The album occasionally hits on a typically great Arcade Fire lyric: “watching the end of the world on a badly compressed “ or a great song. Sprawl II is absolutely stellar, a contender for best Arcade Fire song. It’s possibly telling, though, that it is the one song that doesn’t sound like the others. It barely even sounds like Arcade Fire at all. With the Regine-led vocals and pulsing synths-y electro beat at its heart, it could almost be a Knife song. But to steal a line from my handsome comrade Mr Christopher Sparrow, the album is less than the sum of its parts, somehow.

We are young, we are tree

I like the album a lot more than on first listen. Being able to buy it for £1 helped a lot. A lot of people – some of whom I trust, many who I don’t – have raved about this album, and so I keep listening and waiting. I’m still waiting on a metamorphosis. Maybe it won’t come, maybe it will, one day.

Whereas Serotonin comes on sexy straight away, muttering in your ear. It’s a continuation of the Jets’ journey into an imaginary universe where it was ’80s pop still roams the earth, unchallenged. It’s polished, crowd-pleasing stuff, with just enough Mystery Jets flair and eccentricity to keep it recognisable as, y’know, something the NME would talk about.

The passion’s beginning to fade a little, I think, and it’s possible our time together is coming to an end. Maybe by year’s end I’ll feel the opposite way about these two albums. We’ll see.

Which is, of course, just great. It’s more Robyn, in a year full of Robyn (though not full enough: I’m indignant about the news that Part 3 is set to be half greatest-hits, with only five new songs).

Nevertheless, this is a brilliant way to do pop music. Releasing three albums a year means that ‘the new Robyn release’ becomes a viable thing, something to get exicited about in the way hoary old rockers chat up in the NME. The model has an essay in it, the music is just very, very good.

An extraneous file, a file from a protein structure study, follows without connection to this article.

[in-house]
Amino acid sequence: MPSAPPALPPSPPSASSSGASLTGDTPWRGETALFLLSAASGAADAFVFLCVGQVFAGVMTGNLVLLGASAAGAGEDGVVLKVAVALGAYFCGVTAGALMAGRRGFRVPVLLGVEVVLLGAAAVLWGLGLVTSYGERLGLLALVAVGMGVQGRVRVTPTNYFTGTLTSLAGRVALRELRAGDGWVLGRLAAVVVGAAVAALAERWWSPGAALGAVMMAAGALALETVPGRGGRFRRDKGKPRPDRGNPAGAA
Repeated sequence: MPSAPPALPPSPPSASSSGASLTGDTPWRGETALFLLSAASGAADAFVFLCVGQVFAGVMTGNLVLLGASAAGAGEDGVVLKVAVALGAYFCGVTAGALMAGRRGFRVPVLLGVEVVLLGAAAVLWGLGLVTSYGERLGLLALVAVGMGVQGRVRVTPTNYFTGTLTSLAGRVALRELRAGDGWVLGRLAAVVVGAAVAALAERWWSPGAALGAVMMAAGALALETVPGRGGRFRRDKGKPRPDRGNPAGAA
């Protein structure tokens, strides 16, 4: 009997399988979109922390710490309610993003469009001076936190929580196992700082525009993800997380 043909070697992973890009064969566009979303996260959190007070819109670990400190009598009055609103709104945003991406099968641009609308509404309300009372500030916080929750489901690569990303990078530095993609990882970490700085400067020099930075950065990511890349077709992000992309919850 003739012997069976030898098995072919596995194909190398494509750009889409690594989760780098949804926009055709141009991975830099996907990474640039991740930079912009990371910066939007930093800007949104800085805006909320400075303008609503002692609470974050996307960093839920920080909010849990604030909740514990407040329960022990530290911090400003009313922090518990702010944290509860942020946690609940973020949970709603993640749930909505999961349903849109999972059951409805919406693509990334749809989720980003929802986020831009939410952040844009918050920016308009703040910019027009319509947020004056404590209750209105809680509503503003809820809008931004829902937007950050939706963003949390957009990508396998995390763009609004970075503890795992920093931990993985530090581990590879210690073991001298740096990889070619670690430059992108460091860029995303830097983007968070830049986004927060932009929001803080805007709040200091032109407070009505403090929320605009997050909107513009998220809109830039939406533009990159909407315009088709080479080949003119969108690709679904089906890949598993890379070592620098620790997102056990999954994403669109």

I know absolutely nothing about The Indelicates. I’ve had a few run-ins with their music before, loose mp3s sitting around, recommendations, the odd stray blog. But I’ve never dipped in fully. Releasing this album on a pay-what-you-want honesty box system was all I needed to tip me over.

And I’m glad it did. It’s beautiful, in a kind of old-fashioned way. It’s the kind of music you remember as a sweeping waltz, gentle. Then, when I actually try and put it on in the background, it violently reminds me just how wrong I was. Underneath the laced hem of that beautiful swaying dress is a knive-toed boot.

The first reference point is the back catalogue of Luke Haines, The Auteurs and Black Box Recorder. The second is: The early 20th Century. Empire. The lust and greed at the heart of society. The Victorians trying hard to sweep all that under the carpet, and the English earning that reputation we opened up talking about. The modern nostalgic longing. Keep Calm and Carry On. Stiff upper lips. Quivering flesh. Red wine – it is red wine, right? – dripping from marble. Oh, ignore Luke, he’s just smashed.

The music itself is all sharp-edged polished surfaces: the kind you smash your skull on. It’s just brilliant with a turn of phrase, full of clever little lyrics I want to scribble in every notebook I can get my hands on. Beautiful music, beautiful words, dirty subjects.

The album hasn’t been something I naturally come back to. It’s not the kind of thing I think, hey, at last a moment to myself! I can’t wait to listen to The Indelicates. It’s not working it’s way into my head, at least not when I’m not listening to it. But what I’m realising, slowly, is this is making me feel the way Indie music used to. It sweeps over me and through me and I don’t want songs to end and I’m ready to put the album on again straight after finishing.

It’s love, in an odd subtle way. Indie love.